Born and raised in Canton, OH, Michael Joy has lived in Philadelphia, PA since 1974. He has been directing handbell choirs in churches since 1978 and in schools since 1983. He studied handbells with Donald Allured and handbell composition with Arnold Sherman. Michael is currently the handbell director at The Shipley School in Bryn Mawr, PA where he conducts middle school and high school handbell ensembles. For the last 39 years he has also been the Music Director at First Presbyterian Church in Ambler, PA. Michael is the Executive Editor for the new GIA Foundations Series, designed specifically for developing handbell ensembles in schools.
He is a published composer and has taught at Hand bell Musicians of America Area festivals, PMEA district and state conferences, HMA National Seminars and the 2008 International Handbell Symposium. Jeffers Publishing Company named him Composer of the Year for 2004 for his composition Dorian Dance. Michael received the Donald E. Allured Original Composition Award for 2011. The piece, Pavane and Galliard, received its premiere at Bay View Week of Handbells in August of 2011. Michael also served two terms as the Secretary for HMA Area 2.
2016 Breakout Sessions
Glide and Dab Your Way to Better Musicianship
Whether you are a ringer or a director, everyone can benefit by finding new ways to improve their musicianship. Using ideas from Kim Strepka’s book "Handbell Artistry from the Inside Out," this session will present some new ideas to help ringers at any level improve what they do. Using examples from handbell repertoire, you will find out how to “glide” and “dab” your way to more musical performances.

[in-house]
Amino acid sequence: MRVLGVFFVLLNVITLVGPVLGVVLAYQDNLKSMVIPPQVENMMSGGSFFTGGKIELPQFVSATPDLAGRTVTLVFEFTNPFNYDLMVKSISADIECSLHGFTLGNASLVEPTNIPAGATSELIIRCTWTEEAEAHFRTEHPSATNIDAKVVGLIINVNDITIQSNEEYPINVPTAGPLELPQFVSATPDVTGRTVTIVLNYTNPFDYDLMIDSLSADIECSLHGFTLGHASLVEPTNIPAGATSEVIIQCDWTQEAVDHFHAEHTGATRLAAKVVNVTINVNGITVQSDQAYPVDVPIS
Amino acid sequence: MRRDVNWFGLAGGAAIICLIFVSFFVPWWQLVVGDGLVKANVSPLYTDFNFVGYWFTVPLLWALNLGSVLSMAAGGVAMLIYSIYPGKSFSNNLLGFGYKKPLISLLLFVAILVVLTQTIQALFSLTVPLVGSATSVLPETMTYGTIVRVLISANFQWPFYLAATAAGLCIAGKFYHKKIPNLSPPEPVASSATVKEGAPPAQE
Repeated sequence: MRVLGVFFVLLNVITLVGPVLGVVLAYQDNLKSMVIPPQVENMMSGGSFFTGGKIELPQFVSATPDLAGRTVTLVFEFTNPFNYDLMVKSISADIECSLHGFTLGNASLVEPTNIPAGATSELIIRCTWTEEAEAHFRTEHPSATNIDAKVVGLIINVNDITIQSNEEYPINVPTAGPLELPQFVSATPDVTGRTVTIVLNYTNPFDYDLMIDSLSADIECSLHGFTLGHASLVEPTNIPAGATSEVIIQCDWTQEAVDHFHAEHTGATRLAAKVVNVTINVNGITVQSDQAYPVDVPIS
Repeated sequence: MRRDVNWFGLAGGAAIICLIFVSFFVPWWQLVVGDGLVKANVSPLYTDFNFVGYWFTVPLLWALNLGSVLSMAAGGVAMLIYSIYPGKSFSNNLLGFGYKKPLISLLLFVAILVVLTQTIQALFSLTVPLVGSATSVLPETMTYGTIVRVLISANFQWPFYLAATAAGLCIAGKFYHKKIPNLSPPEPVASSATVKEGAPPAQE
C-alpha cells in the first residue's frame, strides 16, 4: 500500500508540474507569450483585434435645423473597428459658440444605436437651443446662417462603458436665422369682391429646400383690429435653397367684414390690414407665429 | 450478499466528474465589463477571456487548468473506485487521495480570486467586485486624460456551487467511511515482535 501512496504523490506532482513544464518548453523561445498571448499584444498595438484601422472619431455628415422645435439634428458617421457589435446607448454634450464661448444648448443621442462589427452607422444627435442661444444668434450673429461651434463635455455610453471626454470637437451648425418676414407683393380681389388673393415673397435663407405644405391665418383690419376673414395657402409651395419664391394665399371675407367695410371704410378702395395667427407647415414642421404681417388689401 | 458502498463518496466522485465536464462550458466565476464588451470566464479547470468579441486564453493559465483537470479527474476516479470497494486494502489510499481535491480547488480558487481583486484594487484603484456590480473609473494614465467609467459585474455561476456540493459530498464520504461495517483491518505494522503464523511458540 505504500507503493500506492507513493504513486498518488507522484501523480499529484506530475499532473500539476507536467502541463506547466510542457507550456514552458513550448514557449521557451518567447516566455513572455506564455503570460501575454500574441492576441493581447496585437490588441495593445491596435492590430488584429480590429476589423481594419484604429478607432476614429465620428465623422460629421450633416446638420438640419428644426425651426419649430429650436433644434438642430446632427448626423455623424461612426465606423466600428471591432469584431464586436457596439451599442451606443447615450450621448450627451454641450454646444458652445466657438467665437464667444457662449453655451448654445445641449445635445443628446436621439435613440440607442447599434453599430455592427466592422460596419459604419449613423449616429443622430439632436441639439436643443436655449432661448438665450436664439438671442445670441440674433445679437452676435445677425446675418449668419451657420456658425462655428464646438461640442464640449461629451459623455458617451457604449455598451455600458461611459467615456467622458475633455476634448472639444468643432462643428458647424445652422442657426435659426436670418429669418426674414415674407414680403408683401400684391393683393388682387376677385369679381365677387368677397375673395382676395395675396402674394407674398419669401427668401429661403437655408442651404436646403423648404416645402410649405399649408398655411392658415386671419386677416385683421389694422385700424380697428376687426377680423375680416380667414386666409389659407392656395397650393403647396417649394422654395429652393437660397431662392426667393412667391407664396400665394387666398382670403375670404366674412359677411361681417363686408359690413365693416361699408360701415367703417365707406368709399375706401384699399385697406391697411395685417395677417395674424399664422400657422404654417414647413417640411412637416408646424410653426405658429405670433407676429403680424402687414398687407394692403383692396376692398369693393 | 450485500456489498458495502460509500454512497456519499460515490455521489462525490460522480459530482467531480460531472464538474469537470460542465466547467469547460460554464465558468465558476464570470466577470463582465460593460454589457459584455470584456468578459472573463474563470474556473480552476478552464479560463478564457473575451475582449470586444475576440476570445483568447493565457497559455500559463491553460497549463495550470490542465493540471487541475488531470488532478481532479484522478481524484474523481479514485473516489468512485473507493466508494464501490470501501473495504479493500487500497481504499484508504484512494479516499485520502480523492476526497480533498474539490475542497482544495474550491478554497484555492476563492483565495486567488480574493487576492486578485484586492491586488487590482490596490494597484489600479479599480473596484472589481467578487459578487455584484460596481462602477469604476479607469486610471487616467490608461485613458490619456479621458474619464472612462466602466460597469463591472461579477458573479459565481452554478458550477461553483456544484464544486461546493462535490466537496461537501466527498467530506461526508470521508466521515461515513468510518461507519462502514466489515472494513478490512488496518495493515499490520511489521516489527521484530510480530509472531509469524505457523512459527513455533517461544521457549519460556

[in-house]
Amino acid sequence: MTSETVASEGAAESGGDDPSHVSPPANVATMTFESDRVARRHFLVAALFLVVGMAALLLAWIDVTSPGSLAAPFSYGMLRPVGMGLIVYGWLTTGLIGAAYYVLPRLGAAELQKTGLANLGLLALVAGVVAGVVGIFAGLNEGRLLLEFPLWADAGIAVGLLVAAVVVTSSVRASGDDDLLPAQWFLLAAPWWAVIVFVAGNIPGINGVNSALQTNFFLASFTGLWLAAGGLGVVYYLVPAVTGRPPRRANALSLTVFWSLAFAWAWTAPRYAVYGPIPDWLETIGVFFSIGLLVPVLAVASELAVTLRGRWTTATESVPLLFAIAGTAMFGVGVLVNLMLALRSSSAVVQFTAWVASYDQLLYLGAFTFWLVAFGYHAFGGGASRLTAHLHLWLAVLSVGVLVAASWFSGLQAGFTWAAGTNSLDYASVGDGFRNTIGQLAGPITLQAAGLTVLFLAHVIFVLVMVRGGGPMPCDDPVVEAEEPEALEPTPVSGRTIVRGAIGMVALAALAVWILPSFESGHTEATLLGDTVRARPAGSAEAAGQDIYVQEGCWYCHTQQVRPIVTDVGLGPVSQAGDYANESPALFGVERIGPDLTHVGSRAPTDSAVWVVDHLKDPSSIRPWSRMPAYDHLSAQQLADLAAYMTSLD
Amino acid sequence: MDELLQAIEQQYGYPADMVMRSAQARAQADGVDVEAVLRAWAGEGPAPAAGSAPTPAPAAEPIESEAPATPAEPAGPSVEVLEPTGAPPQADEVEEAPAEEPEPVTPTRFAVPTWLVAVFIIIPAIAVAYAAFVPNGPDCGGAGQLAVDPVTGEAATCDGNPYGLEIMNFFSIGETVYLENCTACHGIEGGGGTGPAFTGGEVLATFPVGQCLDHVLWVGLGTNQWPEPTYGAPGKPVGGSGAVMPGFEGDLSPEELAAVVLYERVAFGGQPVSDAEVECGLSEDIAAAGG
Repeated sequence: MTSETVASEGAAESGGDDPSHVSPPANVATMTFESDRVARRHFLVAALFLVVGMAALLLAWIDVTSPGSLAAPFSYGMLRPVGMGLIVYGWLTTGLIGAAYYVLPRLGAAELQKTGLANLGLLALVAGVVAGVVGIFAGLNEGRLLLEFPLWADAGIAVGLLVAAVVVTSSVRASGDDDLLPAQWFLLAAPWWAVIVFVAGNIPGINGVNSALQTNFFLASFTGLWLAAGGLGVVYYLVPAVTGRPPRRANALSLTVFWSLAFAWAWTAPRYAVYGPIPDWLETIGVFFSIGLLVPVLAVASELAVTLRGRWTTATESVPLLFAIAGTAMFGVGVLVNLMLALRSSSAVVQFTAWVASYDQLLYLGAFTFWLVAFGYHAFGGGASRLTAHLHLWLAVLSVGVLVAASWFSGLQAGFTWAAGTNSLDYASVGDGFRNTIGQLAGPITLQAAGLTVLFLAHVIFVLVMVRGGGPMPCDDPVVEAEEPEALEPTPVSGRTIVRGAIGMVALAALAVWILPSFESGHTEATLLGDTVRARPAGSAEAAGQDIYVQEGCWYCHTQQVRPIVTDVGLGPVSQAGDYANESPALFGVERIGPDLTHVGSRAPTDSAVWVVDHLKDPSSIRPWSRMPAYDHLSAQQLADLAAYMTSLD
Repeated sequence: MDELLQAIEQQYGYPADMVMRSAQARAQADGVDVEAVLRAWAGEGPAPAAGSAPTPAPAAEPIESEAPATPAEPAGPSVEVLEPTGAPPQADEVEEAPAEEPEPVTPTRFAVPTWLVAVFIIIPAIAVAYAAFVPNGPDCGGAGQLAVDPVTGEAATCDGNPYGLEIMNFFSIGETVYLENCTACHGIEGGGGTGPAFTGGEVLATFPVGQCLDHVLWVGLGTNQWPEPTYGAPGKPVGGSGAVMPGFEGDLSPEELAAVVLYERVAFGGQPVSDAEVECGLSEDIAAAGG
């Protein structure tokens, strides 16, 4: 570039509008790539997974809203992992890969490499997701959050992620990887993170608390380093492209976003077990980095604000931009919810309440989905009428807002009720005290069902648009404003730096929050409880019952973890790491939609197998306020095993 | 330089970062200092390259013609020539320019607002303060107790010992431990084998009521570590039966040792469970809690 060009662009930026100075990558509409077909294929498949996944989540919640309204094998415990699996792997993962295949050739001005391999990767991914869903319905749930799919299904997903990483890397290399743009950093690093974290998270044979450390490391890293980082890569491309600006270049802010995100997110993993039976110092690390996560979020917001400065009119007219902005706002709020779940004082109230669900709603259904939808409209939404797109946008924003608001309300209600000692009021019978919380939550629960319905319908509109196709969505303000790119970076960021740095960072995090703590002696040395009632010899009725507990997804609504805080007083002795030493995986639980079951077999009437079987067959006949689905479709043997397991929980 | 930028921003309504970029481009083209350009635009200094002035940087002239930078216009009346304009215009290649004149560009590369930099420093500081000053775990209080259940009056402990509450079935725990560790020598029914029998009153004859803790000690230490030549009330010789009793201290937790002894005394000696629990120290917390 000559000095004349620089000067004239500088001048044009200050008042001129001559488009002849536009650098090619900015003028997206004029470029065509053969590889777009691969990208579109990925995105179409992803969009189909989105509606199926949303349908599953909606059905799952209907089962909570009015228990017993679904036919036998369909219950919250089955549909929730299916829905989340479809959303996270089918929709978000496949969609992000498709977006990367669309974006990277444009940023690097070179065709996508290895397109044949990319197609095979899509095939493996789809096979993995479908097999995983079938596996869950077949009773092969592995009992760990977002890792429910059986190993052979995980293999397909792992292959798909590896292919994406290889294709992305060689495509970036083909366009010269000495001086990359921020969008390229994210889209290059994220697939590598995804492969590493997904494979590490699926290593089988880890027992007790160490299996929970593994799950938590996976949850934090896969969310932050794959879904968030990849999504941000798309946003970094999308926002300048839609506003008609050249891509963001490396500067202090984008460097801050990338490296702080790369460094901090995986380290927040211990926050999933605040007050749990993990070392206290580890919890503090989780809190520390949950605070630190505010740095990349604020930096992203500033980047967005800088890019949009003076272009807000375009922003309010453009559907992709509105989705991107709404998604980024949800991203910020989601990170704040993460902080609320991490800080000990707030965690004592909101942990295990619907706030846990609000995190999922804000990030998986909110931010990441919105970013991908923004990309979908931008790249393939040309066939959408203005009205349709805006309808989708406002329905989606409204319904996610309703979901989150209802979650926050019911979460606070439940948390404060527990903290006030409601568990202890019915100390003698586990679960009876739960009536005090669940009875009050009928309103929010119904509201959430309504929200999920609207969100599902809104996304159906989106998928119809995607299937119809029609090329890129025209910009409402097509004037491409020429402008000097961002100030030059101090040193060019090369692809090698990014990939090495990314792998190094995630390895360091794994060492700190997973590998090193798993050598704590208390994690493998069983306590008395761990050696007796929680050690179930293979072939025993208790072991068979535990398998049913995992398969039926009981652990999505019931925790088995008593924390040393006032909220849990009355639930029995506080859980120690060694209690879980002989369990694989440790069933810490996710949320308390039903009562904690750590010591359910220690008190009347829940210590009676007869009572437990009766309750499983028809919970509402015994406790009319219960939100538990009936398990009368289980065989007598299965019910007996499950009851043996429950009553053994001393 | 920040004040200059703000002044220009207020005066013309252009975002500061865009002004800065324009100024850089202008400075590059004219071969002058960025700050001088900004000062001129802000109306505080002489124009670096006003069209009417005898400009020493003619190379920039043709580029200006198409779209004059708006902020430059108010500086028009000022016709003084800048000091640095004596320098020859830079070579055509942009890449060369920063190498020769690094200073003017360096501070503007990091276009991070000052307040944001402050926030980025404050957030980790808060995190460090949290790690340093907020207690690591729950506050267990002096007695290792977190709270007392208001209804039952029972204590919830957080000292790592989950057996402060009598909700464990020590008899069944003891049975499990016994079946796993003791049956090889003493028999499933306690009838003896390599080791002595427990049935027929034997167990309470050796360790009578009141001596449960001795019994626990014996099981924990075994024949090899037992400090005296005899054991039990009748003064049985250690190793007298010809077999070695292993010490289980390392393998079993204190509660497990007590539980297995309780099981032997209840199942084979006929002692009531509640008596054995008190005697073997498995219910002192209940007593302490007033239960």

WYSIWYG is an acronym for “What you see is what you get.” David Davidson said that audiences and congregations often hear what they see. This hands on class examines the visual impact of various musical elements of a handbell performance. How can you look like a melody or any accompaniment? What does a crescendo look like? Come and explore some strategies to improve the visual impact of your ringing so that you “look like the music.”
Handbell Reading Session
This handbell reading session will explore new and proven music for general worship and special services throughout the liturgical year. Level 1 to Level 3 music will be used to explore a variety of styles and handbell techniques. Tips for teaching and rehearsing the music will also be a part of this session.
Developing Rhythmic Feeling
Many ringers and directors spend too much time trying to decipher notation. Instead, as author Stanley Schleuter suggests, they need to be developing rhythmic feeling. This session will explore several ways in which one can develop rhythmic feeling so that both directors and ringers can bring a new understanding and a more polished musicianship to performances.
Moving Right Along
Ringing handbells while moving in a processional can be a wonderful visual and musical experience. Many groups move with little regard to what is happening in the music with no uniformity of movement. This class explores a step-by-step approach to learning how to process so that the movement enhances the music.